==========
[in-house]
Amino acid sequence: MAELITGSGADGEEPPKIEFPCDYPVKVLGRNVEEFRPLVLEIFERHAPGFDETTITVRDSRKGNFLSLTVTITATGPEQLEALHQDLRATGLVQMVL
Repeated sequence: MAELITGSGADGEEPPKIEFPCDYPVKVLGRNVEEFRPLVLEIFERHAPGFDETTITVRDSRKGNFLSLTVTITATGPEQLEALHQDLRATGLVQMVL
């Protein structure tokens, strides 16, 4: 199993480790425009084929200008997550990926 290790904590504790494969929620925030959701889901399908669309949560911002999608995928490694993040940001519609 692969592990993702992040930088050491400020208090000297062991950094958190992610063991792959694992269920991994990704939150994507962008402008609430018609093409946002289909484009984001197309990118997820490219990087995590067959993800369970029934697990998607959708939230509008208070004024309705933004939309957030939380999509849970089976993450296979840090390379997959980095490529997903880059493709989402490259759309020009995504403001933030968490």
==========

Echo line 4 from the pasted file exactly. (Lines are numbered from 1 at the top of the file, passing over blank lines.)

């Protein structure tokens, strides 16, 4: 199993480790425009084929200008997550990926 290790904590504790494969929620925030959701889901399908669309949560911002999608995928490694993040940001519609 692969592990993702992040930088050491400020208090000297062991950094958190992610063991792959694992269920991994990704939150994507962008402008609430018609093409946002289909484009984001197309990118997820490219990087995590067959993800369970029934697990998607959708939230509008208070004024309705933004939309957030939380999509849970089976993450296979840090390379997959980095490529997903880059493709989402490259759309020009995504403001933030968490």